It seems to me to risk teaching in partnership is to risk learning about one’s self, to risk getting to know another in a deep way. Those who risk working together as God intended are challenged to grow and mature. Allow me to illustrate:
Ray and Taylor had been paired as teaching partners for the Sunday school year. After the first few classes, it became evident that Taylor was very good at coaxing the students to pray during the class. Ray, feeling inadequate for the task, rarely entered into this discussion. Ray feared that if questions were raised by the students concerning prayer, any response would be inaccurate and the students would then think less of God or the church. Ray and Taylor discussed this during their weekly planning time. They agreed, after a long discussion, that Ray needed to see this dilemma as a challenge. Taylor assured Ray that if the lesson looked like it was floundering, support would be forthcoming. For the next four weeks, Ray led the class in their time of prayer and meditation. A few times Ray felt awkward; but at the end of the four weeks, Ray had gained great confidence. The students had noticed that Ray rarely led the prayer time. When they saw the sharing of the time and Ray’s willingness to be stretched by learning new things, they were heartened.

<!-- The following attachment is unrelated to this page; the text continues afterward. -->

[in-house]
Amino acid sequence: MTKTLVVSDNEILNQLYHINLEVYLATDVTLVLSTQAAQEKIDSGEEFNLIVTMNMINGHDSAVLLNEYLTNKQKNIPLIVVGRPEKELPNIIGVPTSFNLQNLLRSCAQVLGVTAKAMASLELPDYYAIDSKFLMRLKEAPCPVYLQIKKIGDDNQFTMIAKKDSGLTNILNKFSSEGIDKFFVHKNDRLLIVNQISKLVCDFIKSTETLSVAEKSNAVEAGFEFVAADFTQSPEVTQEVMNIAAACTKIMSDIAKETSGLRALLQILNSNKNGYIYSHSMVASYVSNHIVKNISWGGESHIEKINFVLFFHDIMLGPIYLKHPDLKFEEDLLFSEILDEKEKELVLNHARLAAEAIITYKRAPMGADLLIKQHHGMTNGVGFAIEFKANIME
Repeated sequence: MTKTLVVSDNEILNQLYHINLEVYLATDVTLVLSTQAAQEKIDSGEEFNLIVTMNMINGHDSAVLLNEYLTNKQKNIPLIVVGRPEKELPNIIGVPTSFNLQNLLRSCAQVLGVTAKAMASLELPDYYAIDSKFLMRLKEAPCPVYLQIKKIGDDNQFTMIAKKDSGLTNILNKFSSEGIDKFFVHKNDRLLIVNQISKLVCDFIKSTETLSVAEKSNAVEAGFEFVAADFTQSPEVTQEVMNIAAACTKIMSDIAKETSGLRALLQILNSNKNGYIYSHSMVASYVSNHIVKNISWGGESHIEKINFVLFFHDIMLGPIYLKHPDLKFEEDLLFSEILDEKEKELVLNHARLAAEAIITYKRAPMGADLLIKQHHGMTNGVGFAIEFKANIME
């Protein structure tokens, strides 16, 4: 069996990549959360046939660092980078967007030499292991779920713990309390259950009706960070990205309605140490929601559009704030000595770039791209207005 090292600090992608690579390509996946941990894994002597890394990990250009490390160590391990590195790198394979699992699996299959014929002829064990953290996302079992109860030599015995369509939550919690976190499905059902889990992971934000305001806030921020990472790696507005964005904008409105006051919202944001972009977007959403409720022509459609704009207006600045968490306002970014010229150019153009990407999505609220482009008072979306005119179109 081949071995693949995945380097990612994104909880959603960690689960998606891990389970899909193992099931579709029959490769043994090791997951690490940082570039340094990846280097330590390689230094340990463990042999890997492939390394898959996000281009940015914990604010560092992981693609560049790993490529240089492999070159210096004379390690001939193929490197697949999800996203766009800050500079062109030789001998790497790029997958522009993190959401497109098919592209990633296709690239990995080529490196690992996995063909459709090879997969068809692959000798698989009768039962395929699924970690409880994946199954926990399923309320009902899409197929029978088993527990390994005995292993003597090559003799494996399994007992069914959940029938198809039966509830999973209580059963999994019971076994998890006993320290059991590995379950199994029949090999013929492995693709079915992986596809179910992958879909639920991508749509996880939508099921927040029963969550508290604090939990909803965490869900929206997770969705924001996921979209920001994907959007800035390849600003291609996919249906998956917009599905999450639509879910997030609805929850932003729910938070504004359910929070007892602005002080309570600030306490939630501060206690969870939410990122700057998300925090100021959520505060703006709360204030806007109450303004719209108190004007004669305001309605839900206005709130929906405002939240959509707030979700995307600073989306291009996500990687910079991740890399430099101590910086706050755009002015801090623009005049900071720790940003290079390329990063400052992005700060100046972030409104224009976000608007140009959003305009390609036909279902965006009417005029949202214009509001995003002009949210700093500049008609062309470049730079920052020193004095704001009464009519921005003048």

Team Teaching Questionnaire
- What skills and talents do you bring to the classroom?
- What needed skills are you challenged to develop?
- Where can you find two to three hours in your weekly schedule to prepare for teaching with your partner(s) face to face or over the phone?
- Think about your partner(s). How are you a better teacher because he or she is your partner?
- What positive effects would you like to see as a result of your teaching partnership?
- From what negative effects of team teaching, if any, would you safeguard your students? How?
Dr. N. Lynne Westfield recently joined the faculty of Drew Theological School.
From Teacher in the Church School Today, Vol. 5, No. 2, pp. 8-9. Copyright © 1992 by Cokesbury. Used by permission.